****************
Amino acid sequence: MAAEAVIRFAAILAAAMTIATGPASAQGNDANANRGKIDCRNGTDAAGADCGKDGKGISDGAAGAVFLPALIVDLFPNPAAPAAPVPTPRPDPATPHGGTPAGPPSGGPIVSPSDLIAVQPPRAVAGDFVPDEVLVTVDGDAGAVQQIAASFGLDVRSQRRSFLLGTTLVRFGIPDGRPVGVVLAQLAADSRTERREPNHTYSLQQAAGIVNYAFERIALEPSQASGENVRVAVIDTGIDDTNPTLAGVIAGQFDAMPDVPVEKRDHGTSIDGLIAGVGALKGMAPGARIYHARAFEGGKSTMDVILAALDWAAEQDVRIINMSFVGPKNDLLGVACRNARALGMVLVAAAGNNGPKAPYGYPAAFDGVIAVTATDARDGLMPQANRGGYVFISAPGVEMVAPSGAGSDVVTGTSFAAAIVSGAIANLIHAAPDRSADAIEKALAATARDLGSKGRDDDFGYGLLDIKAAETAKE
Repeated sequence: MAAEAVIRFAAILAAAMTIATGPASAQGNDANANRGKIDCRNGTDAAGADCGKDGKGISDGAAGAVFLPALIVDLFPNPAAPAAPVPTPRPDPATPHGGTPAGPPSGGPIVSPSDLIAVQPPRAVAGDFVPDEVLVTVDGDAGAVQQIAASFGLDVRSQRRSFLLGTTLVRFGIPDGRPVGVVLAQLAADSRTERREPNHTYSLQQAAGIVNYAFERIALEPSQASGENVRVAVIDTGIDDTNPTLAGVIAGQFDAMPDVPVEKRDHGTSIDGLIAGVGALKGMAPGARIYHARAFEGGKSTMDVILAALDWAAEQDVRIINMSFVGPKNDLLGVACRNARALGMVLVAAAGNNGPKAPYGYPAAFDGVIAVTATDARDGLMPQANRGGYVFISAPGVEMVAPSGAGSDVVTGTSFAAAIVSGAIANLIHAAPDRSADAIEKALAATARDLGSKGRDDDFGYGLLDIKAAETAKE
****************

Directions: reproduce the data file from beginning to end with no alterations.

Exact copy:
Amino acid sequence: MAAEAVIRFAAILAAAMTIATGPASAQGNDANANRGKIDCRNGTDAAGADCGKDGKGISDGAAGAVFLPALIVDLFPNPAAPAAPVPTPRPDPATPHGGTPAGPPSGGPIVSPSDLIAVQPPRAVAGDFVPDEVLVTVDGDAGAVQQIAASFGLDVRSQRRSFLLGTTLVRFGIPDGRPVGVVLAQLAADSRTERREPNHTYSLQQAAGIVNYAFERIALEPSQASGENVRVAVIDTGIDDTNPTLAGVIAGQFDAMPDVPVEKRDHGTSIDGLIAGVGALKGMAPGARIYHARAFEGGKSTMDVILAALDWAAEQDVRIINMSFVGPKNDLLGVACRNARALGMVLVAAAGNNGPKAPYGYPAAFDGVIAVTATDARDGLMPQANRGGYVFISAPGVEMVAPSGAGSDVVTGTSFAAAIVSGAIANLIHAAPDRSADAIEKALAATARDLGSKGRDDDFGYGLLDIKAAETAKE
Repeated sequence: MAAEAVIRFAAILAAAMTIATGPASAQGNDANANRGKIDCRNGTDAAGADCGKDGKGISDGAAGAVFLPALIVDLFPNPAAPAAPVPTPRPDPATPHGGTPAGPPSGGPIVSPSDLIAVQPPRAVAGDFVPDEVLVTVDGDAGAVQQIAASFGLDVRSQRRSFLLGTTLVRFGIPDGRPVGVVLAQLAADSRTERREPNHTYSLQQAAGIVNYAFERIALEPSQASGENVRVAVIDTGIDDTNPTLAGVIAGQFDAMPDVPVEKRDHGTSIDGLIAGVGALKGMAPGARIYHARAFEGGKSTMDVILAALDWAAEQDVRIINMSFVGPKNDLLGVACRNARALGMVLVAAAGNNGPKAPYGYPAAFDGVIAVTATDARDGLMPQANRGGYVFISAPGVEMVAPSGAGSDVVTGTSFAAAIVSGAIANLIHAAPDRSADAIEKALAATARDLGSKGRDDDFGYGLLDIKAAETAKE